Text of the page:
This week's book giveaway is in the OCAJP 8 forum. We're giving away four copies of OCA Java SE 8 Programmer I Study Guide and have Edward Finegan & Robert Liguori on-line! See this thread for details.
Author/s : Petar Tahchiev, Felipe Leme, Vincent Massol, and Gary Gregory
Publisher : Manning Publications
Category : Miscellaneous Java Review by : Jeanne Boyarsky
Rating : 7 horseshoes
I truly enjoyed reading the first edition of "JUnit in Action" and was somewhat disappointed by the second edition. It wasn't even that the second edition was bad. It's that my expectations were too high from the first edition.
I think there were too many authors on the book. The different styles were apparent which is awkward in a book. The cover says the book covers JUnit 4.8 while the contents of the book are JUnit 4.6. (This one is probably marketing's fault, but it stands out extra on a book about quality.)
I also think the scope of the book was too large. Many things are covered, but not enough things are covered well. I expect a book titled "JUnit in Action" to cover the core of JUnit well. While most things were mentioned, there were only 3 pages on Hamcrest matchers. I felt other core concepts were breezed through and not enough space was spent on the fundamentals. The first edition had more pages on core JUnit and there was less to cover then!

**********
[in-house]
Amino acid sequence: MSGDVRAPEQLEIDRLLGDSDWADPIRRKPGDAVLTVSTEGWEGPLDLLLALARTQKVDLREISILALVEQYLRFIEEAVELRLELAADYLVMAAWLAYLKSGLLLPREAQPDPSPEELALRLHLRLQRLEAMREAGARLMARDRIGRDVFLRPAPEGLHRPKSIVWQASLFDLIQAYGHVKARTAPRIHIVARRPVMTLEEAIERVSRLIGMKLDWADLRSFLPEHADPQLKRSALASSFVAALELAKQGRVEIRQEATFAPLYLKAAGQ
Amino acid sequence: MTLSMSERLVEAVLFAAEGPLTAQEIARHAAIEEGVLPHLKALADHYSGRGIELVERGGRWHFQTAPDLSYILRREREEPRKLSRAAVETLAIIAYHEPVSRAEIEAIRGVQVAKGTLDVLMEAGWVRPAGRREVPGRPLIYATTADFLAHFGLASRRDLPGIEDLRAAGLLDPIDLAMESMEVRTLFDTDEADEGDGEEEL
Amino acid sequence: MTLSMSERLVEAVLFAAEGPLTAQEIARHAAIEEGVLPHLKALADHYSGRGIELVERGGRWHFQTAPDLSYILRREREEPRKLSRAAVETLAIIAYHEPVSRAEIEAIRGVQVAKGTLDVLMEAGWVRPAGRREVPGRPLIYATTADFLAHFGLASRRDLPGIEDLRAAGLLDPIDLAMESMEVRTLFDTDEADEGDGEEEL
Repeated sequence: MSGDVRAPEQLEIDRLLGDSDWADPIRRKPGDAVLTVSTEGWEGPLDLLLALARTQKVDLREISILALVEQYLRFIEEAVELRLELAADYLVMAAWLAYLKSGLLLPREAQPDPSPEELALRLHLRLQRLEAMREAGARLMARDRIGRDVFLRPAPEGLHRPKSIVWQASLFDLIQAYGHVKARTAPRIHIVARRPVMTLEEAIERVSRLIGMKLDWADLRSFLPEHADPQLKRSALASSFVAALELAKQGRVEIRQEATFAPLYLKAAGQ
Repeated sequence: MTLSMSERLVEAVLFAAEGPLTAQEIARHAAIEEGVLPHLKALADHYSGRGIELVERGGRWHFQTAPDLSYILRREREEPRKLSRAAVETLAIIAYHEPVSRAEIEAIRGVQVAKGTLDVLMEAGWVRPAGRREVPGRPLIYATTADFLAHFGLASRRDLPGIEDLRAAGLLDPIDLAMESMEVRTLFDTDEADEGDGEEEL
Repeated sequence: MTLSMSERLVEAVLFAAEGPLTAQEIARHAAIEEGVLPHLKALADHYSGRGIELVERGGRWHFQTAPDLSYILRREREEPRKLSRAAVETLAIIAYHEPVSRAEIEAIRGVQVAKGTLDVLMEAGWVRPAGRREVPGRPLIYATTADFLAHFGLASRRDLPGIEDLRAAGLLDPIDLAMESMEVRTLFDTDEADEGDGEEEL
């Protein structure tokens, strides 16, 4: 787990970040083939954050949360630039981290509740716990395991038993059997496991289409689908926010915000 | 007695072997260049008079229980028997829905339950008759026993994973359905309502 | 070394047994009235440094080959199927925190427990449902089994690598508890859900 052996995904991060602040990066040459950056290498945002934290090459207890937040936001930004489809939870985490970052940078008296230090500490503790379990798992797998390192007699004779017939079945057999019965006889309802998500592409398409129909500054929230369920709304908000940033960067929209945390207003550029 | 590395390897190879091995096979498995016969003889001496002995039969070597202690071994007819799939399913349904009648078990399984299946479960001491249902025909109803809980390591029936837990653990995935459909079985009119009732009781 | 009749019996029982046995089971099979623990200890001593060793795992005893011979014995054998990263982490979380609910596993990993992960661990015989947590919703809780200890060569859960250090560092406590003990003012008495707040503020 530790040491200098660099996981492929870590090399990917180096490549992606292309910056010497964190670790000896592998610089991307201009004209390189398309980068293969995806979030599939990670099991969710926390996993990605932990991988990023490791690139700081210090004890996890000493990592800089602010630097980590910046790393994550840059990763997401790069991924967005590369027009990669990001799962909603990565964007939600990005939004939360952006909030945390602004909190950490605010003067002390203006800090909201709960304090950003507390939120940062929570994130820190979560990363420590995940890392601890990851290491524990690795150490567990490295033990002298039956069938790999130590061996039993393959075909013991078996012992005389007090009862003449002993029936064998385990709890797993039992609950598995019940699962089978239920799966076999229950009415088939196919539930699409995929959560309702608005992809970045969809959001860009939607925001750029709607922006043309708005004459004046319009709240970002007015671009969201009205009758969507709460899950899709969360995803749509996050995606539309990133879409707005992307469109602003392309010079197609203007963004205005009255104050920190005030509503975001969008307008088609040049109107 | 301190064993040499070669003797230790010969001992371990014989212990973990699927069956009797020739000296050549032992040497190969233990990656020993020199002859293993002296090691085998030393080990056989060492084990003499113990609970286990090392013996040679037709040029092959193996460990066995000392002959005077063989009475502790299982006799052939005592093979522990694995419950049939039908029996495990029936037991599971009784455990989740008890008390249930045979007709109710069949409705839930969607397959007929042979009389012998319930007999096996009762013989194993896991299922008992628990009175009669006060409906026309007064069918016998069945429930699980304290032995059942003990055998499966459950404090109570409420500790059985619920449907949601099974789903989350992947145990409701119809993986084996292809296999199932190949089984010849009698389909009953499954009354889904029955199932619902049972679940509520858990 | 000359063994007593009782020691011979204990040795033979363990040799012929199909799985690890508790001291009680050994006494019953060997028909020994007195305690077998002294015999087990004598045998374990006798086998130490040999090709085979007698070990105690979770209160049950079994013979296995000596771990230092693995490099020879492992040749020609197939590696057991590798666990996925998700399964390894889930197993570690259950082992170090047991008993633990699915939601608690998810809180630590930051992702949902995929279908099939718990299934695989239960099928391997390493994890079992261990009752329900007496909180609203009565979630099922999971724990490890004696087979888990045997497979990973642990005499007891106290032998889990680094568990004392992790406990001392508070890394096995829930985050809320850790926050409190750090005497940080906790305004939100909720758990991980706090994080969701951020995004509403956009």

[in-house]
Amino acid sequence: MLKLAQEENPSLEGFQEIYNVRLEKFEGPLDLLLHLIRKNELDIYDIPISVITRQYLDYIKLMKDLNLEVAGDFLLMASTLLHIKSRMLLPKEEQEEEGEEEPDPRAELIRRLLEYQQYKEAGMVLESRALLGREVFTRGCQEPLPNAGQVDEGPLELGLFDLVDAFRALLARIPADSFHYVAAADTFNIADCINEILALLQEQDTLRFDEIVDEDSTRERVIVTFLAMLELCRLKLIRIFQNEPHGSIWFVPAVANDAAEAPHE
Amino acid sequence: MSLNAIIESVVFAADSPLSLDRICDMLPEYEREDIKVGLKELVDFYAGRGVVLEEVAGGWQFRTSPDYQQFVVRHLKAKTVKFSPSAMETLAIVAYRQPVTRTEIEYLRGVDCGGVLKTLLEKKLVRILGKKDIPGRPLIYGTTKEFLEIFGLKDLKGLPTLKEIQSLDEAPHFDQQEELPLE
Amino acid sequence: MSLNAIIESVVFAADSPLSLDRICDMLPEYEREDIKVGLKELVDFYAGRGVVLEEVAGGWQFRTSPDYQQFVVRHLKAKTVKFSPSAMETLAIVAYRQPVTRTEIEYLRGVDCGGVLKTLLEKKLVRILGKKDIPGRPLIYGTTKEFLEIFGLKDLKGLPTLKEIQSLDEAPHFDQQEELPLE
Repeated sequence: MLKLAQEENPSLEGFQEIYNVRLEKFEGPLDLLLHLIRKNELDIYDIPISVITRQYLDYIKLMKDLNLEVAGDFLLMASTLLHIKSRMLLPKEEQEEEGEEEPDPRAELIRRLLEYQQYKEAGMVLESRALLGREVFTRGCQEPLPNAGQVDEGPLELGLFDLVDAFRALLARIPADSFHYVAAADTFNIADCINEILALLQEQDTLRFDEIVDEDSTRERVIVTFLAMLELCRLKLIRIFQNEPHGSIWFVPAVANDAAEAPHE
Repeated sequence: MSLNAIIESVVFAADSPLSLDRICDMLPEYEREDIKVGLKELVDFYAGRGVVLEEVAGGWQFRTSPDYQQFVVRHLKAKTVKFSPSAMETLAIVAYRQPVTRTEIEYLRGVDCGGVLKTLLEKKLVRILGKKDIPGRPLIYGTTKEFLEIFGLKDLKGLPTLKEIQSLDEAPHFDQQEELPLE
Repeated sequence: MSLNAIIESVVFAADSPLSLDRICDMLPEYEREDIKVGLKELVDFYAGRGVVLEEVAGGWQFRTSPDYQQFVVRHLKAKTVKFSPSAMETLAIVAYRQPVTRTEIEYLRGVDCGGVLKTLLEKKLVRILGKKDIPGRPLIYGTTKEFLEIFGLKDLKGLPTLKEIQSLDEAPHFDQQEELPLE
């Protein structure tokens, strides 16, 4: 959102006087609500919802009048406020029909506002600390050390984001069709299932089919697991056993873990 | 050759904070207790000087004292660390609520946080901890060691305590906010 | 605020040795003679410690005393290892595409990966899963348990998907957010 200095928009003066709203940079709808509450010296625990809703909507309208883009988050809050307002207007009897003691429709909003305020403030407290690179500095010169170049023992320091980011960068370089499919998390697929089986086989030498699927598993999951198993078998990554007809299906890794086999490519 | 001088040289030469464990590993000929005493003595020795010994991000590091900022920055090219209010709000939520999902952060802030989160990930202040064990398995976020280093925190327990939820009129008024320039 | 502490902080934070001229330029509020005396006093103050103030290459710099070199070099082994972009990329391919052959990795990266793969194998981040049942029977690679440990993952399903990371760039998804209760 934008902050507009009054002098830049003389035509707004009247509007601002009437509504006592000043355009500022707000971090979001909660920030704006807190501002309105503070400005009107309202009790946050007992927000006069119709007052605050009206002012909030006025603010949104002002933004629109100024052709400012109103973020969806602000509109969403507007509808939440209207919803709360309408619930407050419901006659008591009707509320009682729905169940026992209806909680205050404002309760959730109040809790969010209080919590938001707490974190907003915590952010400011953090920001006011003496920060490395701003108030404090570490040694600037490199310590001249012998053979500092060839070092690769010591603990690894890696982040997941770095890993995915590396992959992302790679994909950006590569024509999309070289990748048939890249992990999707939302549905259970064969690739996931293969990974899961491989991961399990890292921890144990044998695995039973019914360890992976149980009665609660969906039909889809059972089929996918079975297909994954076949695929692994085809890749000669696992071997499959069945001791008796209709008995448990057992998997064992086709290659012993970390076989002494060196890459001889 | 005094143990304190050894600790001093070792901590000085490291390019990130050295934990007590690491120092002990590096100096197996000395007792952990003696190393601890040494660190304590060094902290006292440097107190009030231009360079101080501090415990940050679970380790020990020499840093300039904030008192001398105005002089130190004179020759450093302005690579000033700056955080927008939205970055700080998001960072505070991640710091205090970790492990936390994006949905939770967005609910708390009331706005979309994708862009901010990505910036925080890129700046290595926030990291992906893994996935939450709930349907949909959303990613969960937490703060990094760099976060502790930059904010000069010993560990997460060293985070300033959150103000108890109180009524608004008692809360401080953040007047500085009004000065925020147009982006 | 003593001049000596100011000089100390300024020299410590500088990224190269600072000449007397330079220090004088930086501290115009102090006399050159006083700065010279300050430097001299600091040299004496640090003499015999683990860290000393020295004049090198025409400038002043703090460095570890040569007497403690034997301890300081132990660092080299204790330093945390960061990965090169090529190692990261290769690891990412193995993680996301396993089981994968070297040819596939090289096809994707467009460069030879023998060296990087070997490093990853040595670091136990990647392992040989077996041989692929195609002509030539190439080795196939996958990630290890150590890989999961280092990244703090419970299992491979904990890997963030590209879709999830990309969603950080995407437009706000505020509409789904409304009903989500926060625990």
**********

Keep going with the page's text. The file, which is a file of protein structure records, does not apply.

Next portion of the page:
I was also surprised not to see Mockito mentioned in the mock testing section or Emma in the coverage section. Not featured, mind you. Just mentioned. And finally, I found one factual error that I consider significant because it is a fallacy. I posted it in the Manning forum 8/3 and haven't received a reply. Nor have many people who posted since May or beyond. Why is there a forum if nobody reads it?
Many things were done well - examples, best practices, available tools. I just had the bar so high from the previous edition that I was let down.
If you already own the first edition or are familiar with what is out there, you don't need this book. If you've never done anything in JUnit, it is still useful. Just remember that the order unit tests are run is not guaranteed!
Disclosure: I received a copy of this book from the publisher in exchange for writing this review on behalf of JavaRanch.